Term Asset-Backed Securities Loan Facility (TALF) Definition

What is the Term Asset-Backed Securities Lending Facility (TALF)?

The Term Asset-Backed Securities Lending Facility (TALF) was a program created by the US Federal Reserve in November 2008 to stimulate consumer spending to help revive the economy. He did this by making loans to banks using asset-backed securities (ABS) as a guarantee. The collateral for these securities consisted of automobile loans, student loans, credit card loans, equipment loans, floor plan loansinsurance premium financing loans, loans guaranteed by the Small Business Administration (SBA), residential mortgage servicing advances or commercial mortgages. This increased banks’ liquidity as they extended more credit to consumers and small businesses, which increased economic activity. Backing for these loans came from funds provided by the Federal Reserve Bank of New York. A new version of the program was launched in 2020 to purchase ABS during the economic disruption of the global crisis.

On November 19, 2020, Treasury Secretary Steven Mnuchin said he would not allow the 2020 TALF to be extended again after December 31, 2020. The program stopped making new loans effective December 31, 2020.

Key points to remember

  • Asset-backed securities (ABS) are illiquid assets, like corporate loans, that are bundled into sellable securities.
  • During the 2008 financial crisis, the Federal Reserve launched the Term Asset-Backed Securities Loan Facility (TALF) to increase the availability of consumer credit.
  • A new TALF program was launched during the 2020 crisis for the same reason, which ended on December 31, 2020.

TALF 2020

The Federal Reserve restarted the program in 2020 during the coronavirus crisis. The revived TALF program was a special purpose vehicle (SPV) to which the Fed lent money. This SPV initially provided up to $100 billion in loans on a without recourse basis, with a maturity of three years. It stopped making loans as of December 31, 2020. The Treasury Department gave $10 billion to the TALF program to cover loan losses.

To qualify for loans from the facility, a business had to be “incorporated or organized in the United States or under the laws of the United States, have substantial operations and a majority of its employees based in the United States, and maintain a account relationship with main trader.”

To be used as collateral, an ABS had to meet the following conditions:

  • It was to be denominated in US dollars.
  • It couldn’t be synthetic.
  • It must have had the long term high investment grade credit ratings of at least two eligible Nationally Recognized Statistical Rating Organizations (NRSROs). If there were no long-term ratings available, two NRSRO ratings of the highest short-term investment grade ratings, and no NRSRO ratings below that rating, were also acceptable.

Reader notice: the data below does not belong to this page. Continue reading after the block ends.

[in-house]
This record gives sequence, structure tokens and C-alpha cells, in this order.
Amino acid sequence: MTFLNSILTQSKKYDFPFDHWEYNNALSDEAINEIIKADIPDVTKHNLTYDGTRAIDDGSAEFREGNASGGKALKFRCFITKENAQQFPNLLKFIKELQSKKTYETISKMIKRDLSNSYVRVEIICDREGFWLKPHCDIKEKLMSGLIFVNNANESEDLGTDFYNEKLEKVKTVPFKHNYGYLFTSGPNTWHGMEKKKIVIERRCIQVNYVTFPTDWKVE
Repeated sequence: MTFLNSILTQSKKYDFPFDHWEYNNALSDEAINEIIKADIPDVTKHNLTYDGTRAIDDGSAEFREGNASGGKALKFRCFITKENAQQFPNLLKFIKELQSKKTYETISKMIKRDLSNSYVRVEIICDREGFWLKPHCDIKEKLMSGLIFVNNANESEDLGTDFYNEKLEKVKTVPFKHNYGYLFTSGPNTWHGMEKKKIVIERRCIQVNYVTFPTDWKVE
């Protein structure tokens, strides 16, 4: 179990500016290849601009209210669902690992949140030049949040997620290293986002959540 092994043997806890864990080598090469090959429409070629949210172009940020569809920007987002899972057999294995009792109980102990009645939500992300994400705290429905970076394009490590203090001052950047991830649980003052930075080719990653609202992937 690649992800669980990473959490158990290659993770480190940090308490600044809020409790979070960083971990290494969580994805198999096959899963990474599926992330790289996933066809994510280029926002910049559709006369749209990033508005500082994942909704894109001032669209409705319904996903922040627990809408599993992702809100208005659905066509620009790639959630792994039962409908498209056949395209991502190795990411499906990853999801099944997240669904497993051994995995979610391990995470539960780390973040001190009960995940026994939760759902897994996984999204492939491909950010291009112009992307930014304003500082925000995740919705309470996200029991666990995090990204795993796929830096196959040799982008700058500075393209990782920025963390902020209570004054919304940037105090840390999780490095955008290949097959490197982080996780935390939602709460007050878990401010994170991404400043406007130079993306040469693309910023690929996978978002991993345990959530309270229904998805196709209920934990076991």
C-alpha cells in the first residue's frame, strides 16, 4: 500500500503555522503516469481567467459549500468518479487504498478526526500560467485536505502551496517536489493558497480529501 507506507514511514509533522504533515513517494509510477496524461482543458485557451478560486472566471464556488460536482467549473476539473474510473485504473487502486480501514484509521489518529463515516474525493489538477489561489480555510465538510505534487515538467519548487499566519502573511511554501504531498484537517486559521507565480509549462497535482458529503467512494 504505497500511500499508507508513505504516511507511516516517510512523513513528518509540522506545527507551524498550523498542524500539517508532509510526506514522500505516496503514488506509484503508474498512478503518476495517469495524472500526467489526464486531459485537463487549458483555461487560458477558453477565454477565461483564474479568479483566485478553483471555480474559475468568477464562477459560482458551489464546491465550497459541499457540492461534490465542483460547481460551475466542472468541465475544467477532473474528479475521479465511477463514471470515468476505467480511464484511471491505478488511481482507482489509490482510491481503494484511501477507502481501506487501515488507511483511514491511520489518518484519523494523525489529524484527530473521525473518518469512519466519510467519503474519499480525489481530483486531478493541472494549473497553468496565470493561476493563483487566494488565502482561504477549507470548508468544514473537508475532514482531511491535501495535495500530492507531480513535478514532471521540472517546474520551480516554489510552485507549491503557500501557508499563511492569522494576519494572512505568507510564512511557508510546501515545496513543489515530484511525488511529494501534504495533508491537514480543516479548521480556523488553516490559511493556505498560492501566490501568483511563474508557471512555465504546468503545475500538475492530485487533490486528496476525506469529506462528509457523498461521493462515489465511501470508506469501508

• All (or substantially all) of its underlying credit (except CMBS) must have been newly issued.
  • It must have been issued on or after March 23, 2020, with three exceptions. Eligible commercial mortgage-backed securities (CMBS) must have been issued before March 23, 2020 and be eligible SBA Pool Certificates and Development Company Participation Certificates (types of securitized small business loans) must have been issued on or after January 1, 2019.
  • Its underlying credit risk was to be one of the following: automobile loans and leases, student loans, credit card receivables (consumer and business), equipment loans and leases, floor plan loans, financing of premiums for property and casualty insurance, certain small business loans that were guaranteed by the Small Business Administration (SBA), leveraged loansor commercial mortgages.

All collateral has been valued using various haircuts created in 2008, and borrowers had to pay an administrative fee equivalent to 10 basis points on the loan amount.

TALF 2008

TALF was a funding facility that helped market participants meet the credit needs of households and small businesses by supporting the issuance of ABS secured by loans of various types to consumers and businesses of all sizes, according to the Federal Reserve.

During the 2008 financial crisis, TALF was one of the government programs that helped unlock credit and stabilize the economy. The program was relaunched in 2020 during the global crisis.

Under TALF, the Federal Reserve Bank of New York (FRBNY) lent up to $200 billion non-recourse to holders of certain AAA-rated ABS backed by newly and recently issued consumer and small business loans. The FRBNY made loans in an amount equal to the market value of ABS, less a withheld percentage known as a haircut, and these loans were guaranteed at all times by ABS.

The US Treasury Department under the Troubled Asset Relief Program (TARP) of the Emergency Economic Stabilization Act of 2008 provided $20 billion of credit protection to the FRBNY under the TALF. TALF began operating in March 2009 and was closed for further loan extensions on June 30, 2010. The last outstanding TALF loan was repaid in full in October 2014.

The success of TALF

Over the life of the program, all TALF loans were repaid in full on or before their respective due dates. The New York Fed did not suffer a loss on any TALF loans, according to the Fed.As all TALF loans have been fully repaid, no TALF collateral has been posted to the New York Fed and TALF LLC has not acquired any such assets during its existence.

The Treasury received 90% of the monthly distributions and the New York Fed received 10%. In total, TALF LLC paid a total of $745.7 million of these distributions to the Treasury and the New York Fed, the Fed reported.

TALF was one of many government programs aimed at stabilizing the economy and unfreezing credit during the financial crisis. Economists generally agree that the measures taken achieved their objective without massive losses for the Treasury.